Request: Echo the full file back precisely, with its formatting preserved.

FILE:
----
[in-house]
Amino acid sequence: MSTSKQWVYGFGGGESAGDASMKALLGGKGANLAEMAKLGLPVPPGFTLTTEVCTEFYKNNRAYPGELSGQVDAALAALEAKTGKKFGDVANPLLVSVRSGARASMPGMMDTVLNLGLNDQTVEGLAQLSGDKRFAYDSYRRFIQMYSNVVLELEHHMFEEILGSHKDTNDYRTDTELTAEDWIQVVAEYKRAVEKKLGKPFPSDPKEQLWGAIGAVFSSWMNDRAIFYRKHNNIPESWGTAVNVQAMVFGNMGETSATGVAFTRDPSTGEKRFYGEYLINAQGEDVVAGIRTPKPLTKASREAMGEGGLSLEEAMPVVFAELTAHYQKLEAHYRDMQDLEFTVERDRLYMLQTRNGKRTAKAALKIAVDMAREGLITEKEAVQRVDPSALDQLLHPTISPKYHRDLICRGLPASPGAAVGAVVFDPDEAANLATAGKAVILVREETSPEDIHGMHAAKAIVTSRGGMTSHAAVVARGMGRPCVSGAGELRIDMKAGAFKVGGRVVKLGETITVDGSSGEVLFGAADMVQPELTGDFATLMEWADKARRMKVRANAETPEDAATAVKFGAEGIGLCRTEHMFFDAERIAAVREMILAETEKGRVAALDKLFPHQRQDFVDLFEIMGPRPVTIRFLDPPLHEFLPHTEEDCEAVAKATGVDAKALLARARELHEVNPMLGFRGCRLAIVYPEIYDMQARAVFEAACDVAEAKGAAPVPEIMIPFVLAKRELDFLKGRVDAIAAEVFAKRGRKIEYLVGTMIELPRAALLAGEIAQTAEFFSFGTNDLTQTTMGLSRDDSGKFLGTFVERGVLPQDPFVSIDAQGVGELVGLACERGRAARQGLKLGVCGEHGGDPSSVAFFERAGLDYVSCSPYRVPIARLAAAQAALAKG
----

[in-house]
Amino acid sequence: MSTSKQWVYGFGGGESAGDASMKALLGGKGANLAEMAKLGLPVPPGFTLTTEVCTEFYKNNRAYPGELSGQVDAALAALEAKTGKKFGDVANPLLVSVRSGARASMPGMMDTVLNLGLNDQTVEGLAQLSGDKRFAYDSYRRFIQMYSNVVLELEHHMFEEILGSHKDTNDYRTDTELTAEDWIQVVAEYKRAVEKKLGKPFPSDPKEQLWGAIGAVFSSWMNDRAIFYRKHNNIPESWGTAVNVQAMVFGNMGETSATGVAFTRDPSTGEKRFYGEYLINAQGEDVVAGIRTPKPLTKASREAMGEGGLSLEEAMPVVFAELTAHYQKLEAHYRDMQDLEFTVERDRLYMLQTRNGKRTAKAALKIAVDMAREGLITEKEAVQRVDPSALDQLLHPTISPKYHRDLICRGLPASPGAAVGAVVFDPDEAANLATAGKAVILVREETSPEDIHGMHAAKAIVTSRGGMTSHAAVVARGMGRPCVSGAGELRIDMKAGAFKVGGRVVKLGETITVDGSSGEVLFGAADMVQPELTGDFATLMEWADKARRMKVRANAETPEDAATAVKFGAEGIGLCRTEHMFFDAERIAAVREMILAETEKGRVAALDKLFPHQRQDFVDLFEIMGPRPVTIRFLDPPLHEFLPHTEEDCEAVAKATGVDAKALLARARELHEVNPMLGFRGCRLAIVYPEIYDMQARAVFEAACDVAEAKGAAPVPEIMIPFVLAKRELDFLKGRVDAIAAEVFAKRGRKIEYLVGTMIELPRAALLAGEIAQTAEFFSFGTNDLTQTTMGLSRDDSGKFLGTFVERGVLPQDPFVSIDAQGVGELVGLACERGRAARQGLKLGVCGEHGGDPSSVAFFERAGLDYVSCSPYRVPIARLAAAQAALAKG